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Conditions

Your guide to navigating heart conditions.

Each condition is unique.

Each year, ThedaCare Cardiovascular Care treats a variety of heart conditions in more than 25,000 heart patients throughout northeast and central Wisconsin.  While it is important to understand you or your family member’s heart condition, it is also important to understand that each condition is unique.

ThedaCare Cardiovascular Care team is dedicated to providing you with quality heart care for your individual condition ensuring an excellent experience for you and your loved ones.

Arrythmia

Described as an abnormal heart rate or rhythm, arrythmias are caused by changes to your heart’s electrical impulses.

Cardiomyopathy

Referring to diseases of the heart muscle, cardiomyopathy results in the heart’s inability to pump blood well.

Congenital Heart Defects

Congenital heart defects are a type of birth defect that affect the normal way the heart works. There are many types and severities of congenital heart defects.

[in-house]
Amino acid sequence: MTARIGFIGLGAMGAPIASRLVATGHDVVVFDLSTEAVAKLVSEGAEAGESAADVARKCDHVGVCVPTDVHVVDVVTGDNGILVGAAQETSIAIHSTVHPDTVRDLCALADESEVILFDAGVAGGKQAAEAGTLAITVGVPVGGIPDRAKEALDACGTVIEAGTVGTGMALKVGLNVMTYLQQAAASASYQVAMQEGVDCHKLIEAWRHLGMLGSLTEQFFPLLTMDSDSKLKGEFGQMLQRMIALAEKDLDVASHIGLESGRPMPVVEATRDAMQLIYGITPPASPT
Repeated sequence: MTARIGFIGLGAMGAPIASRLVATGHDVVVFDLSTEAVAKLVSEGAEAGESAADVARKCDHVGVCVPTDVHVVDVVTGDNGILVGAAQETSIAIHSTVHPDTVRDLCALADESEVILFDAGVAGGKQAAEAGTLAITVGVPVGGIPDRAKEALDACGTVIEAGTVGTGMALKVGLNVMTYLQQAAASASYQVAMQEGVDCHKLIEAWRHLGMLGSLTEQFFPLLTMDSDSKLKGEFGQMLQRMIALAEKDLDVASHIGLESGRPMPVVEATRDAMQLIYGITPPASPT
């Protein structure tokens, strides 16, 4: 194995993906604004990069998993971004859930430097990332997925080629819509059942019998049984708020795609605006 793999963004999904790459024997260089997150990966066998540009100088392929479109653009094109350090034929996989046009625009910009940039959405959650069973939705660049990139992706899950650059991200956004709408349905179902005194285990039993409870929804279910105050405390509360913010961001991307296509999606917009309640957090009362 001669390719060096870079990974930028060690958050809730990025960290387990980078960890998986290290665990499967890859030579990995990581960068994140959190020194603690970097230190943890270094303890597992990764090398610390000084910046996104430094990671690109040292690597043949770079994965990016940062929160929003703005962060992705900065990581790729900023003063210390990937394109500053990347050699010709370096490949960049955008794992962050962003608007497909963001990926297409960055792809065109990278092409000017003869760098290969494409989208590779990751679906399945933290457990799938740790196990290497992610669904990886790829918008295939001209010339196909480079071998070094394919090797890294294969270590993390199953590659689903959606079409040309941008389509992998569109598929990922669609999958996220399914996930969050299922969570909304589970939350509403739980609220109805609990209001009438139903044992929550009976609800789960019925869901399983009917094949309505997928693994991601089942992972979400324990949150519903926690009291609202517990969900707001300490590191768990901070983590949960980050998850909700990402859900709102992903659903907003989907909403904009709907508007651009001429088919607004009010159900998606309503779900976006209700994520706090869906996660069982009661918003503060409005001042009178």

Coronary Artery Disease

Coronary Artery Disease (CAD) affects the heart’s major blood vessels and is caused by the buildup of plaque inside the arteries.

STEMI

A ST elevation myocardial infarction (STEMI) is a very serious heart attack. The ST segment can be seen on an EKG. STEMI is a life threatening medical emergency.

Heart Attack

Caused by blocked or narrowed arteries, heart attacks occur when blood cannot flow to your heart.

Heart Disease

Describing a wide range of conditions that affect the heart, heart disease is often impacted by lifestyle choices.

Heart Failure

Heart failure is a chronic heart condition resulting from the heart muscle’s inability to pump blood effectively.

Peripheral Artery Disease

A common circulatory condition, peripheral artery disease is caused by the narrowing of arteries, resulting in reduced blood flow to the body’s arms and legs.

Patent Foramen Ovale (PFO)

A patent foramen ovale (PFO) is a small opening between the two upper chambers of the heart. This opening is present in every human fetus and allows the lungs to work in utero. When a baby takes their first breath, the PFO closes in the vast majority of people. In some cases, the PFO remains open and can become problematic.

There’s not one person in heart care that I don’t trust.

Denise
Appleton, WI